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Cells in the Body Politic: Social identity and hospital construction in Peronist Argentina

Author(s): J Hagood

Journal: Health, Culture and Society
ISSN 2161-6590

Volume: 3;
Issue: 1;
Start page: 112;
Date: 2012;
Original page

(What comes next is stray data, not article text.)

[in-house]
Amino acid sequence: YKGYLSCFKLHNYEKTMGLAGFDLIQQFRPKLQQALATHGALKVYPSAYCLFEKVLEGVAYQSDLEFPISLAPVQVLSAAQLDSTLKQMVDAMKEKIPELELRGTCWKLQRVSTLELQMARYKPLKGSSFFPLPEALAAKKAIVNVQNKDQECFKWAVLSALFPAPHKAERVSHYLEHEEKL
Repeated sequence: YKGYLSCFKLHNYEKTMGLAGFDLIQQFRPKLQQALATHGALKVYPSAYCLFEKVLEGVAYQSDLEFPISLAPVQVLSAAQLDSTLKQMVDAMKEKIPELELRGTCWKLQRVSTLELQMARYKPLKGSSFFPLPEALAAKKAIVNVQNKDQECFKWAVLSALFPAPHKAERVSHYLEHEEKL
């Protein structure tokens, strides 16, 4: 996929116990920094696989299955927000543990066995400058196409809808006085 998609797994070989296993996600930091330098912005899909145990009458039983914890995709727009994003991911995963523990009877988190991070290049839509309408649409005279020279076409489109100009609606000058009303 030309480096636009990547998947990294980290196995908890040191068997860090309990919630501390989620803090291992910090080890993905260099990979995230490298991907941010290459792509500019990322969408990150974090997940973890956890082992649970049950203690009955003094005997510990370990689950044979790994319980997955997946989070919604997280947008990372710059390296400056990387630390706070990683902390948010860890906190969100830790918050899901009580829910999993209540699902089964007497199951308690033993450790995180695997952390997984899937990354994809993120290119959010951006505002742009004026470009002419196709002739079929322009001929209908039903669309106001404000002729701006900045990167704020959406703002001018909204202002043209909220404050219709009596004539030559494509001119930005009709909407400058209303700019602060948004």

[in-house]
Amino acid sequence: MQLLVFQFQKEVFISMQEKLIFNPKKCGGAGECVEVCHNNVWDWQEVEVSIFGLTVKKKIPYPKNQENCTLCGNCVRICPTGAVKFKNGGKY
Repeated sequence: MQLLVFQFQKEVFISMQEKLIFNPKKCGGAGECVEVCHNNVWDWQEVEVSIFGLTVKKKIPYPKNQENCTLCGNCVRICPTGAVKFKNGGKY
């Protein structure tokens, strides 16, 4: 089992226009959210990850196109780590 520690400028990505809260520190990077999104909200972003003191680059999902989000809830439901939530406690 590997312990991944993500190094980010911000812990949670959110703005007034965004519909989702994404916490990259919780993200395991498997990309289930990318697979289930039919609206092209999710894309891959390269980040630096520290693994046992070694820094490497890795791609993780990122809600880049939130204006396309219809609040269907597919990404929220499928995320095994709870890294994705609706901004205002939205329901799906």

This article examines the critical role played by social identity in the construction of hospitals in the Argentine health care sector during the 1940s and 1950s by uncovering the way in which the “jungle” of hospitals withstood attempts by the state to apply some sense of order, purpose, and centralized organization. The first section examines how physicians envisioned the “modern” hospital they hoped to construct. The second section reveals the important antecedents of nationalized hospitalization schemes found in the collaboration between physicians’ unions and the state. In the third section, an analysis of political speeches illuminates how Juan and Evita Perón packaged new hospitals as gifts to the people from their leader. The fourth section outlines specific plans to increase the number of hospital beds. The final section surveys examples of hospital construction to demonstrate how sub-national identities were instrumental to fragmenting both Argentine society and its hospital infrastructure.
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